Harnessing the Power of Failure

The one thing that stood out to me the most when I recently read Ken Wilber’s “The Atman Project”, was the way he described the process of growth in terms of Eros and Thanatos and how it was just opposite of what I had imagined. So let’s recap for a moment:

When I speak of growth I am talking about personal development through various stages of consciousness, as every human goes through from infancy through to adulthood and possibly beyond. These stages, though in a sense fluid, have been mapped out by many researches and are recognized as the general pattern of growth. Each level of growth marks a broader and more inclusive consciousness, a greater ability to see and care about things beyond the central self. Unlike what we somehow implicitly believe, development can continue well beyond what we mark as adulthood and rational-logical thinking. There are structures of consciousness that are broader and more inclusive still.

At each stage there are two general tendencies present which according to different schools of psychology and spiritual teachings have been given different names. Wilber calls them Eros and Thanatos – the drive for union, as in being “the one”, and the fear of dissolution – or in more Freudian terms incest and castration. While the tendencies are always the same in structure, the way they are translated is different for each stage.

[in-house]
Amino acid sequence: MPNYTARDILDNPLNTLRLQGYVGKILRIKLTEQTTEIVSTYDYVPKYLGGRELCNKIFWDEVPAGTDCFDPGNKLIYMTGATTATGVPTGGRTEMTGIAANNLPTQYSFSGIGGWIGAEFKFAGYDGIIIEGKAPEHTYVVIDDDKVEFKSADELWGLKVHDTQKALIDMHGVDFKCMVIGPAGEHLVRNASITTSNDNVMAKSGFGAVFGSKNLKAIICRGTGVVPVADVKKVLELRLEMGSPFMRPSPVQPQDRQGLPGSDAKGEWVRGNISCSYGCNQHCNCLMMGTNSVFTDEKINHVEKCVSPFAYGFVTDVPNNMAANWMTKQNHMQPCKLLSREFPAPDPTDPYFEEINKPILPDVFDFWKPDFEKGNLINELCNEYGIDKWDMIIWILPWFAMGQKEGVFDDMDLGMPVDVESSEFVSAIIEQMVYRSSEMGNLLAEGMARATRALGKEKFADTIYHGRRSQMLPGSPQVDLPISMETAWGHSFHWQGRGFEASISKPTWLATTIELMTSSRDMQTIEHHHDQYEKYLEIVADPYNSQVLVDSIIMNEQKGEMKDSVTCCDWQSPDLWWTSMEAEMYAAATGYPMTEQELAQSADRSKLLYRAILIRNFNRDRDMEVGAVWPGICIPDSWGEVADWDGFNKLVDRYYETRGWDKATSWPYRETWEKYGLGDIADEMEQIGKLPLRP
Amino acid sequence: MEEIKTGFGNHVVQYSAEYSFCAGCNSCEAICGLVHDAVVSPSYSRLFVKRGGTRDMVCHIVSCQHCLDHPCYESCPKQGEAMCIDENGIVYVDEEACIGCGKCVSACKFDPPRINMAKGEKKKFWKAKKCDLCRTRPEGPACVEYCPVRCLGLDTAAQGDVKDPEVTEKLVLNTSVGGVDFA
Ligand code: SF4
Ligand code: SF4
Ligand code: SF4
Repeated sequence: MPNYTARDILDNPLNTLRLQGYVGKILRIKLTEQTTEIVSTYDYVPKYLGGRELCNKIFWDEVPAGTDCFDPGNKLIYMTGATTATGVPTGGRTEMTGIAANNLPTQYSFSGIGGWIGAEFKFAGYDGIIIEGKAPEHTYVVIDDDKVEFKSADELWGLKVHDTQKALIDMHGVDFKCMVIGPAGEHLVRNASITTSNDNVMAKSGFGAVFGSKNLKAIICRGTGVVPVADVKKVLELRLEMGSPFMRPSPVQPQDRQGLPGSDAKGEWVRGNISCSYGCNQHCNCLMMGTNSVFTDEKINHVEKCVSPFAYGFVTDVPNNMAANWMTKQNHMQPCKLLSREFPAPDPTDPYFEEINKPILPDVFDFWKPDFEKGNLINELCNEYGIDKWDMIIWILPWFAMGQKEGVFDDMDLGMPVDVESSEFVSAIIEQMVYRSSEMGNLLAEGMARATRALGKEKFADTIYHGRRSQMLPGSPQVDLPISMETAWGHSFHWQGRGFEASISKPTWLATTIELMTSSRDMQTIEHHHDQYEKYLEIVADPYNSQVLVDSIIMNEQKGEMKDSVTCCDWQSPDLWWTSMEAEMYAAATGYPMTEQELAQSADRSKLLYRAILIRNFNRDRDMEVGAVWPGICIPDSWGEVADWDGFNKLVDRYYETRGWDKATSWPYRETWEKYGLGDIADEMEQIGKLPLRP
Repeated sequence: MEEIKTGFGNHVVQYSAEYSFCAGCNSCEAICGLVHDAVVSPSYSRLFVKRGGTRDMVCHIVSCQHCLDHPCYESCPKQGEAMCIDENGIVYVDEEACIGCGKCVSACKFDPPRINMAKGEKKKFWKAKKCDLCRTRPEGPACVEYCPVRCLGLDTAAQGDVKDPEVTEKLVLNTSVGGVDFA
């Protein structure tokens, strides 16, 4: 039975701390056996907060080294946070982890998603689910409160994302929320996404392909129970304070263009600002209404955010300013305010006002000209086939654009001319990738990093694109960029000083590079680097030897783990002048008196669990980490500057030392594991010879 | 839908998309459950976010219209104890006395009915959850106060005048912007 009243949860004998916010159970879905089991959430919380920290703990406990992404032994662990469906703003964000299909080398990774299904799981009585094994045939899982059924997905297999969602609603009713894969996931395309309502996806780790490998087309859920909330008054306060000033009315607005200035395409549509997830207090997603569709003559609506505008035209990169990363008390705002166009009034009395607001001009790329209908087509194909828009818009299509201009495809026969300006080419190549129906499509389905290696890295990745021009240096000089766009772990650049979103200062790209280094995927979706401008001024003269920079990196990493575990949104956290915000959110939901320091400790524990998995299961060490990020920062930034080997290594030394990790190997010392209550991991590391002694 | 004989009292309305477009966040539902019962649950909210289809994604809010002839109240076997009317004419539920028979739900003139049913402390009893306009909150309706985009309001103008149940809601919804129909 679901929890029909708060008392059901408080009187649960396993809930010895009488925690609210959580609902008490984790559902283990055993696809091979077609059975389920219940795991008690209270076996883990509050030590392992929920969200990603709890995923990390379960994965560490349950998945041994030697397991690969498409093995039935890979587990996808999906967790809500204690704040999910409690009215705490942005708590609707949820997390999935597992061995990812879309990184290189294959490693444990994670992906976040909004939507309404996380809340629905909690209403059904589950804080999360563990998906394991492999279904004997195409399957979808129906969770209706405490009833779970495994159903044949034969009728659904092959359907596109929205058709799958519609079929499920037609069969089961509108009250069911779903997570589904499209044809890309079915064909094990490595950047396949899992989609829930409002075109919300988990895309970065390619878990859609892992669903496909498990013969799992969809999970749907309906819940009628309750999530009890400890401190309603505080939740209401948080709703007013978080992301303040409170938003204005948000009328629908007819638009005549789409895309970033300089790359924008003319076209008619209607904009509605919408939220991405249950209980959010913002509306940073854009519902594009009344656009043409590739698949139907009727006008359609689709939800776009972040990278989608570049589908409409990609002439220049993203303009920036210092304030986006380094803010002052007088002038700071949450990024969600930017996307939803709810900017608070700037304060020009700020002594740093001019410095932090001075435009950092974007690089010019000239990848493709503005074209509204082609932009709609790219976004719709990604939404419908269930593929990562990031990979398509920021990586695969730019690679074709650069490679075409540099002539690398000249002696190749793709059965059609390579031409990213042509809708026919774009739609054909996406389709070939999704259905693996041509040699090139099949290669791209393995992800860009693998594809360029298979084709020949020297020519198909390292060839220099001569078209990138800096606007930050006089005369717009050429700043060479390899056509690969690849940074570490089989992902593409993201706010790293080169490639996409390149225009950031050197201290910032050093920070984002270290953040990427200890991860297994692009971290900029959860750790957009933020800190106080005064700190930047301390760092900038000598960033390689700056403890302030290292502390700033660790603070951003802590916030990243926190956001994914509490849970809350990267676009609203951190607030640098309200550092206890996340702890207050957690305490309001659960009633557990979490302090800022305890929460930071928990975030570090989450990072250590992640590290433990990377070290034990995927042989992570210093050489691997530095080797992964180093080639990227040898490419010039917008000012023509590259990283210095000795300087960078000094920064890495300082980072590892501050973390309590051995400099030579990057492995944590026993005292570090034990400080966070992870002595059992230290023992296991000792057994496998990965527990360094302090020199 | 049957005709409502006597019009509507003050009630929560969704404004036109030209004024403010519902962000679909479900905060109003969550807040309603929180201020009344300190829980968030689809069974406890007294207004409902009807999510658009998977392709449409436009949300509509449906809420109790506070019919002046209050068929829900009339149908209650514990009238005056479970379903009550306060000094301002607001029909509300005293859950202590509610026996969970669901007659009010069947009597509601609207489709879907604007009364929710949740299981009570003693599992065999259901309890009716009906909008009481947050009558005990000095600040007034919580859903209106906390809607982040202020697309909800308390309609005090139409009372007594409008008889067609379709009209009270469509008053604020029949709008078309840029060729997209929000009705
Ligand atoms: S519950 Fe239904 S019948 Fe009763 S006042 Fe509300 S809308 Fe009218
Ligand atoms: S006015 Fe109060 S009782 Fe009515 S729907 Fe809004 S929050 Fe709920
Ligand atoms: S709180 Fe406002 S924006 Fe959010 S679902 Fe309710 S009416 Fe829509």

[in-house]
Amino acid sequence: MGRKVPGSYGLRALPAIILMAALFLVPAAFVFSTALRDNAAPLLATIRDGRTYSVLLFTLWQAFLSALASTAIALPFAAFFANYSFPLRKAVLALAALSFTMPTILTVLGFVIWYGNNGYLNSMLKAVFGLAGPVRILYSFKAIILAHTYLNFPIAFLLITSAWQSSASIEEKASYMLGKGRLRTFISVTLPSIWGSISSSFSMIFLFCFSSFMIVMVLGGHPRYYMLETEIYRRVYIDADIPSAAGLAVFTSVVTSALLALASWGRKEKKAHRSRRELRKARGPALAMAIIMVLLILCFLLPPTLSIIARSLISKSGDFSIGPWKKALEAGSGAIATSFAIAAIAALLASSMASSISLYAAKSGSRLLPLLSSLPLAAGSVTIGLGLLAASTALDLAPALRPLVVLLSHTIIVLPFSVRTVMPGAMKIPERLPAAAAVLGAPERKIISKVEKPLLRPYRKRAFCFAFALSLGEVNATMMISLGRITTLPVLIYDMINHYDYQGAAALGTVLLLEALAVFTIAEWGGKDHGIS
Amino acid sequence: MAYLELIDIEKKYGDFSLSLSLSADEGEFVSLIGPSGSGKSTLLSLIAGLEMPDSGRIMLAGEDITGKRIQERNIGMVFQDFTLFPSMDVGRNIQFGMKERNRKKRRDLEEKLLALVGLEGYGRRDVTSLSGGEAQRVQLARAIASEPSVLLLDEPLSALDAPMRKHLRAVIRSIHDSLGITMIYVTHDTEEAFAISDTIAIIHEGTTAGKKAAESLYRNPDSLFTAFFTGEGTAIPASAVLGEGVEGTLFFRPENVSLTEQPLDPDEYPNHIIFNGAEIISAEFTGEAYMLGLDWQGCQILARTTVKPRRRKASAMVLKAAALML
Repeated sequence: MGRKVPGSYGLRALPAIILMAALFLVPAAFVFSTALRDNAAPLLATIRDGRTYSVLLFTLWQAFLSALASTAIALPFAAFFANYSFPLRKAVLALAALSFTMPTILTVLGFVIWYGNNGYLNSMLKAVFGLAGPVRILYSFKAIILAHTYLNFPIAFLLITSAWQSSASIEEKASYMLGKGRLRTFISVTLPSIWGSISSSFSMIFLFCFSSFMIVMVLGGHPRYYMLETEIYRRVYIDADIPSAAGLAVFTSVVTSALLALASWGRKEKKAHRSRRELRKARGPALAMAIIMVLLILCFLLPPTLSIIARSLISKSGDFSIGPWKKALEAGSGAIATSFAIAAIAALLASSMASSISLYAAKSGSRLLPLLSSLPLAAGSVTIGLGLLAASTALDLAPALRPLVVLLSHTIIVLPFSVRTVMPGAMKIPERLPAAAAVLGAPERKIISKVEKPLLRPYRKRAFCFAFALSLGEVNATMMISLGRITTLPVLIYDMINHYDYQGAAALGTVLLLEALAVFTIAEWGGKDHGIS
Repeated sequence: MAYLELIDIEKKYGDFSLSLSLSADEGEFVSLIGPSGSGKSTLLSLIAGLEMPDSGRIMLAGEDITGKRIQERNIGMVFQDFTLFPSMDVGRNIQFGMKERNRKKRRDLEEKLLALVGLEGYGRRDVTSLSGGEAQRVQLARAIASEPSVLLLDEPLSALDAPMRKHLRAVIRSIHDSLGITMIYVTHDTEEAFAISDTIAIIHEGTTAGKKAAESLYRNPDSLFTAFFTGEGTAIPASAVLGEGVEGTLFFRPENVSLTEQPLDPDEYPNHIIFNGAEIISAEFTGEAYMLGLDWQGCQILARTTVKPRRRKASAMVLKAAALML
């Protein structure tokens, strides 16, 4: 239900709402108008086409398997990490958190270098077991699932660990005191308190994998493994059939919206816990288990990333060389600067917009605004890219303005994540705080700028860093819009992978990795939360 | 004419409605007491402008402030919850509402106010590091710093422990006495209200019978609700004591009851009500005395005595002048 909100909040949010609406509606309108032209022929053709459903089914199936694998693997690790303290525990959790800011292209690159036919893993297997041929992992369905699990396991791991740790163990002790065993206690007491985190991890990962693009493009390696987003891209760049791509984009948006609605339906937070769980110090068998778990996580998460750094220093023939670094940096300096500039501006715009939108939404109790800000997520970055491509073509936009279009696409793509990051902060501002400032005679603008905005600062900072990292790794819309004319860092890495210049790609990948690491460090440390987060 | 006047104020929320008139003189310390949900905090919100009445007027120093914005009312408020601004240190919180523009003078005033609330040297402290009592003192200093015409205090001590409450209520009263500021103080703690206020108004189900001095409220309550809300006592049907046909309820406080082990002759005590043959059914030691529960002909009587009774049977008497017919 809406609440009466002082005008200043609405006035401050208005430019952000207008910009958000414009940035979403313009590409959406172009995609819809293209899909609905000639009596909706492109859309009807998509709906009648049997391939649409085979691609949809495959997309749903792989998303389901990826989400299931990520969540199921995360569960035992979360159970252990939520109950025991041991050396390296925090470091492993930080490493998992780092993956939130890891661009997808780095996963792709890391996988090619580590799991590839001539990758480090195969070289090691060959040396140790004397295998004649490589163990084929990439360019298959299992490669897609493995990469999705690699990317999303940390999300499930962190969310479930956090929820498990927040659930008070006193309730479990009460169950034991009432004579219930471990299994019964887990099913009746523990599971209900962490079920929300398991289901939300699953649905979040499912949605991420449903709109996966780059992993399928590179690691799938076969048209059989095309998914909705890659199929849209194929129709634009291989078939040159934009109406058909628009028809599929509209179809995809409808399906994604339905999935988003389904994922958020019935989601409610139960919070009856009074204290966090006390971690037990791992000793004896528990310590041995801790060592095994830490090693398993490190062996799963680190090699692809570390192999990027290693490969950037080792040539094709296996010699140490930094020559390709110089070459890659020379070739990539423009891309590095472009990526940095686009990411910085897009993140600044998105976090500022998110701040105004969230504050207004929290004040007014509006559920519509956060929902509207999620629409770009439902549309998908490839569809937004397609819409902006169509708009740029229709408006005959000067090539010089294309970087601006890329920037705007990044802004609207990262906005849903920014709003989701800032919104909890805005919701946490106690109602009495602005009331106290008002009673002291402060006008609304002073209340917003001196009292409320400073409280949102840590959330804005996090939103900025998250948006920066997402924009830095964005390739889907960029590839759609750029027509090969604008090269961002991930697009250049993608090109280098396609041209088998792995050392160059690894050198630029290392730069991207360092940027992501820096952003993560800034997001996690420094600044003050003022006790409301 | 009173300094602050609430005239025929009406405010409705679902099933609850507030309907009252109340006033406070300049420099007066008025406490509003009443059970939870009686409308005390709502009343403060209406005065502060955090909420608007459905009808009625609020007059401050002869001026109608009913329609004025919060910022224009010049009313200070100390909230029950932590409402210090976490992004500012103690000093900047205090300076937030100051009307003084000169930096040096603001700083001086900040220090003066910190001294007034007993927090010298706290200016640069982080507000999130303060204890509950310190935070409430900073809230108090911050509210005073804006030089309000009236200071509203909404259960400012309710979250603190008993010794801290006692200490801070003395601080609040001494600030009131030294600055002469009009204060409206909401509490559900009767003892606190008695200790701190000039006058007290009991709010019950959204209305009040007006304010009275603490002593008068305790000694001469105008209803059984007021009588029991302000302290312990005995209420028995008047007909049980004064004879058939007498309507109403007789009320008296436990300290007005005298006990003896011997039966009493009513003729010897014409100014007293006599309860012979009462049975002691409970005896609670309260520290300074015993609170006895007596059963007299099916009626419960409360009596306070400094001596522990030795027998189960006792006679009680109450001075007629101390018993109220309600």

Eros is the drive towards unity/union.

Thanatos is the drive towards disintegration of the separate self which causes fear-of-death.

A desire for union for an infant is translated to swallowing everything, and thus becoming one with the world. For a growing child it might be dominating the whole world, subjecting it to their will. It depends on how their consciousness interprets the events in the universe. But the main energy behind Eros is union. Wilber calls it the desire to be cosmo-centric or “the hero”. To me this had previously seemed like the energy that would in fact bring one closer to union – to spirit or to the ultimate reality.

The fear of dissolution will for example manifest as the fear of being swallowed/eaten for an infant – a type of unity perhaps, but with the loss of self – or as the fear of loss of self-determination/autonomy for an older child. Whatever it is, at the stage that the human is at, their particular flavor of Thanatos seems like the most horrifying thing in the world. And it is this fear, this energy that each and everyone of us rides in order to grow to the next level.

But before we are capable of facing that fear something else has to happen – and that’s what this post is about: We have to realize that our approach to unity is doomed to failure. Even if we could swallow the world or dominate it or whatever other way Eros manifests, the end-result would fall short of what we truly want.